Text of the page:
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US To Trial Its First-Ever Highway Sound Barriers That Absorb Solar Energy
By Alexa Heah, 09 Nov 2021
Image via Ko-Solar
Boston, Massachusetts, could soon welcome the country’s first-ever highway sound barriers with built-in solar panels. The project, which is expected to begin early next year, will trial the concept of turning existing sound barriers into multipurpose sites to harvest solar energy.
While the technology already exists in countries such as Germany and Australia, this is the first time it will be done in the United States.
“If this is successful, it opens the door to many more sites. Why don’t we just adapt what we already have and retrofit those existing structures? Most states have sound barriers,” explained Mohammed Siddiqui, a partner in Ko-Solar, the firm working together with the state’s Department of Transportation on the pilot scheme.
According to Electrek, metal grids will be attached to over 100 sound barriers on the Interstate 95, with the solar panels facing the road, positioned at an angle to best catch the sun. The installation will belong to state-based Solect Energy, with MassDOT planning to purchase the power generated by the solar panels at a lower price than the typical utility rate.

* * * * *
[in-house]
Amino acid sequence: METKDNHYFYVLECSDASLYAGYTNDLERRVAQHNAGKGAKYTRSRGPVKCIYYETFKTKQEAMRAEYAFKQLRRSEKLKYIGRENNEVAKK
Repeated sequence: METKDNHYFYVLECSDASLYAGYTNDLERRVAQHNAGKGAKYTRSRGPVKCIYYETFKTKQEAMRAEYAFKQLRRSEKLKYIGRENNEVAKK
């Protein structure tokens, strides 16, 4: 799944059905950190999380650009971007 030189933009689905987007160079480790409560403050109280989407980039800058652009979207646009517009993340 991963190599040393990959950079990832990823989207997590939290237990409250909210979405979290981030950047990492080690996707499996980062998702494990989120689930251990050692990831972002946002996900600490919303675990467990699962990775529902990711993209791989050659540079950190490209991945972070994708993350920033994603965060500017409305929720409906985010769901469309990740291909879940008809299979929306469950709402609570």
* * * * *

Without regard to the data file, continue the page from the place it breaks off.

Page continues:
Overall, engineers posited the project, part of The Solar Massachusetts Renewable Target (SMART) program, could produce up to 800 megawatt-hours of power each year, which will provide enough energy for nearly 100 households.
As per Energy News Network, the installation will be entitled to an extra six cents per kilowatt-hour, as an incentive to encourage more projects that make use of existing transportation routes. Additionally, the scheme received a grant of US$345,000 from the state’s Department of Energy Resources as it looks to boost eco-conscious energy plans.
Should this trial show favorable results, it could soon become the preferred way of merging eco-friendly technology, such as solar panels, with existing infrastructure—allowing states to invest in cleaner, greener energy, with a lower price tag.
[via Electrek and Energy News Network, cover image via Ko-Solar]
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